The Friday night before Mother’s Day, Nita Mosby Tyler had an idea. “Let’s bail someone out of jail.”
So she grabbed $1,000 and called her friend and fellow Five Points neighborhood leader, Brother Jeff Fard. Together the two of them with her husband, Shorter Community A.M.E. Pastor Timothy Tyler, headed to Denver’s downtown detention facility on Colfax. That night they bailed three women out of jail.
While they never met the recipients of their kind acts, they still were imbued with a sense of satisfaction and a hunger to do more. They put out a call for donations on Facebook, and by 2 p.m. Saturday, they’d raised another $6,000. The three continue to bond low-level offenders hoping to grant families time together for the holiday.
Brother Jeff Fard runs a community center on Welton Street that he says preserves the heart of what his black community in Five Points “used to be.”
This year he began offering “Black Dollar Saturdays” in his photo studio, music and event space. The weekly setup of locals offering handmade products and food is one way Fard is working to stimulate what’s left of his neighborhood’s long-time residents, a community build around the A.M.E. congregation that predates Colorado itself.
This Saturday, after a personal finance class offered alongside the vendor tables, Fard announced his call for community help in identifying incarcerated mothers with low-level offenses.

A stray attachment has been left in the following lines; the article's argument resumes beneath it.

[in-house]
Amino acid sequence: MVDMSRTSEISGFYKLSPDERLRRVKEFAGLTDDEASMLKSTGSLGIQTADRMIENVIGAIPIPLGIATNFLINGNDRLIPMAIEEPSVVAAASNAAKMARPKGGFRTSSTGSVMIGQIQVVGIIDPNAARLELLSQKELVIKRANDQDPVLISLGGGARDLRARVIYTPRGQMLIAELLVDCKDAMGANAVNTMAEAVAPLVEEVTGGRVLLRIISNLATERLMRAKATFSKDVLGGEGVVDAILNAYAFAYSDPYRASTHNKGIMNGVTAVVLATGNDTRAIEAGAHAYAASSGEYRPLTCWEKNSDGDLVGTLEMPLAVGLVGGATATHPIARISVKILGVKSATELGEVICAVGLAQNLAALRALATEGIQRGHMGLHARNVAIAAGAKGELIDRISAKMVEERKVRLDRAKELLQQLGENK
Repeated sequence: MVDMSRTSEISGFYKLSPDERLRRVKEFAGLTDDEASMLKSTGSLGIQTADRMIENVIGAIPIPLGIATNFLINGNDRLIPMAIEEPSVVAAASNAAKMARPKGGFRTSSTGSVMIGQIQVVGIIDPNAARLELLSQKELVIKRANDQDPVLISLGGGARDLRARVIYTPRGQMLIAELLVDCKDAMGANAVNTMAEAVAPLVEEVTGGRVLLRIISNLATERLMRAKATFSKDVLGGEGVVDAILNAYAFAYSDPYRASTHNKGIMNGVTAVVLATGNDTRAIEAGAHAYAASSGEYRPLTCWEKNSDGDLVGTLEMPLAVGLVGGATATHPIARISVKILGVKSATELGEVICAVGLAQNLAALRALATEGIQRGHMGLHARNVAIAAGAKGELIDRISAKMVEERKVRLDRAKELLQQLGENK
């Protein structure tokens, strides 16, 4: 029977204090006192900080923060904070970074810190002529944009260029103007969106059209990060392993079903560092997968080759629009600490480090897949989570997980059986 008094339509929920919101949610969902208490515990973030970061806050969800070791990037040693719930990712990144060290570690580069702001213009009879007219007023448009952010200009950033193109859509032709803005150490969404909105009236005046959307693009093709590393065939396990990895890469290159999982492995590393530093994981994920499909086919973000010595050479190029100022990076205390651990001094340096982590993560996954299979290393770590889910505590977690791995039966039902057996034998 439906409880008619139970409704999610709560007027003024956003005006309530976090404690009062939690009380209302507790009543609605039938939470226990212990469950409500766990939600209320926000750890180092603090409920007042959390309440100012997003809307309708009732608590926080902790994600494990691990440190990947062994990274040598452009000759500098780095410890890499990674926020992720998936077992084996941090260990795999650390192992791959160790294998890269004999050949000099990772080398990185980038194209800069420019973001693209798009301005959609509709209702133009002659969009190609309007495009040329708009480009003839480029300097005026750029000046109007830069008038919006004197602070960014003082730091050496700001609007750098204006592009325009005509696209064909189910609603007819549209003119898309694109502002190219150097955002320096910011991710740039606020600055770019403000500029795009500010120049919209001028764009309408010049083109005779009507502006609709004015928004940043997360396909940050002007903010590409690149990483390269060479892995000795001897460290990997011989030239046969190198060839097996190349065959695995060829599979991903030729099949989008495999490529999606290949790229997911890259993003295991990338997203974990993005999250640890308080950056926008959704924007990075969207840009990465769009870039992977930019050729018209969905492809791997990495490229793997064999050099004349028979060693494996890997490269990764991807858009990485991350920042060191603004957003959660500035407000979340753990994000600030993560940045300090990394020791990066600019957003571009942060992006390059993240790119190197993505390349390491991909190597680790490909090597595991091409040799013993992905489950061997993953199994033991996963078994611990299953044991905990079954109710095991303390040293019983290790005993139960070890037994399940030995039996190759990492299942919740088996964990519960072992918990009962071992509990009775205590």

“It’s a blessing,” he told a room about to burst into applause. “Just because you’re incarcerated doesn’t mean you’re not a part of our community.”
This announcement was made long after Fard and the Tylers had raised the $6,000. While people continued to file in with donations, the team was already hard at work on services.
By then their mission had expanded to three goals: bond out mothers for the holiday, make bags of food hearty enough to support a family of four and pay for summer camp for kids whose mothers are incarcerated long-term.
“All of us live in parts of a community where we see children without their mothers all of the time,” Nita Tyler said. “When you think about the women who are incarcerated on something low level and petty, is that really worth what happens to children on Mother’s Day?”
The “trauma” she says kids are subjected to costs far more than a couple hundred dollars.
What makes things more difficult, Fard said, are the processing fees attached to bond payments that make payment more difficult to the city’s poorest inmates.
It’s clear that bailing women out had much deeper implication than a simple holiday. Instead, both Tylers and Fard saw their effort as one battle in a long war against the consequences of racial oppresion. The “vicious cycle of poverty,” Fard said, further isolates people and breaks up families.
“If you think about people who are incarcerated, they’re mainly poor, they’re mainly of color, and they’re mainly those who have not achieved a high school diploma,” he said. “People who can’t afford $100 bonds, that’s a tragedy.”
By the end of Saturday afternoon, the Five Points community had already begun distributing nearly thirty bags filled with chicken, potatoes and green beans. The three community leaders left for the jail downtown equipped with a wad of large bills and text messages full of names. After pulling a couple tickets for a spot in line, they sat down with a clerk who remembered them from the night before and began reading off names.
It seems they were not the only ones who thought of paying bonds this year. Slate reports that a coalition of Black Lives Matter organizations have raised more than $250,000 and bonded at least 30 women.
At of the time of this publishing Fard and the Tylers had bonded 8 women. “We will go to the jail again today,” Fard said this morning, “pay bail, lay roses and say a prayer for those in jail.”